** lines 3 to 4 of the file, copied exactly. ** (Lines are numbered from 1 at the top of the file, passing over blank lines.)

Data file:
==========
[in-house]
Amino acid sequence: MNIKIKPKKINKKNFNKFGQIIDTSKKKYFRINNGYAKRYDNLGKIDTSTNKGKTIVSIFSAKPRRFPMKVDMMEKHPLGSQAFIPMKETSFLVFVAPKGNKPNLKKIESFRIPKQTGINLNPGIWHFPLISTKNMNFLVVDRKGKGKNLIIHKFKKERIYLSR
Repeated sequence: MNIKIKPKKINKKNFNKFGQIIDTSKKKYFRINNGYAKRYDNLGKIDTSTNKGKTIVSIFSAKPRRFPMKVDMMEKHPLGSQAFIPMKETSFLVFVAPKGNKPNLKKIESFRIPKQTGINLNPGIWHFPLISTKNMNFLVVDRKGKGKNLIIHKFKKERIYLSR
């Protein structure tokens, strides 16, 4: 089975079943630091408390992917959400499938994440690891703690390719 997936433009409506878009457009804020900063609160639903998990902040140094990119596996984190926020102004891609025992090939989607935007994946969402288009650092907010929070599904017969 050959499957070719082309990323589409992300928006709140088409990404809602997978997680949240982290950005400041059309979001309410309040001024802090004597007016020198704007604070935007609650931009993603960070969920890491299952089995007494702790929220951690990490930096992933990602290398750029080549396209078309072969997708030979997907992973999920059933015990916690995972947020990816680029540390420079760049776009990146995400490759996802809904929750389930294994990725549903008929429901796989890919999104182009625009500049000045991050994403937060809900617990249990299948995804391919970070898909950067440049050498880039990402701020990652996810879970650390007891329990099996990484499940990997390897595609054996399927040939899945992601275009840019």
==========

Repeated sequence: MNIKIKPKKINKKNFNKFGQIIDTSKKKYFRINNGYAKRYDNLGKIDTSTNKGKTIVSIFSAKPRRFPMKVDMMEKHPLGSQAFIPMKETSFLVFVAPKGNKPNLKKIESFRIPKQTGINLNPGIWHFPLISTKNMNFLVVDRKGKGKNLIIHKFKKERIYLSR
């Protein structure tokens, strides 16, 4: 089975079943630091408390992917959400499938994440690891703690390719 997936433009409506878009457009804020900063609160639903998990902040140094990119596996984190926020102004891609025992090939989607935007994946969402288009650092907010929070599904017969 050959499957070719082309990323589409992300928006709140088409990404809602997978997680949240982290950005400041059309979001309410309040001024802090004597007016020198704007604070935007609650931009993603960070969920890491299952089995007494702790929220951690990490930096992933990602290398750029080549396209078309072969997708030979997907992973999920059933015990916690995972947020990816680029540390420079760049776009990146995400490759996802809904929750389930294994990725549903008929429901796989890919999104182009625009500049000045991050994403937060809900617990249990299948995804391919970070898909950067440049050498880039990402701020990652996810879970650390007891329990099996990484499940990997390897595609054996399927040939899945992601275009840019």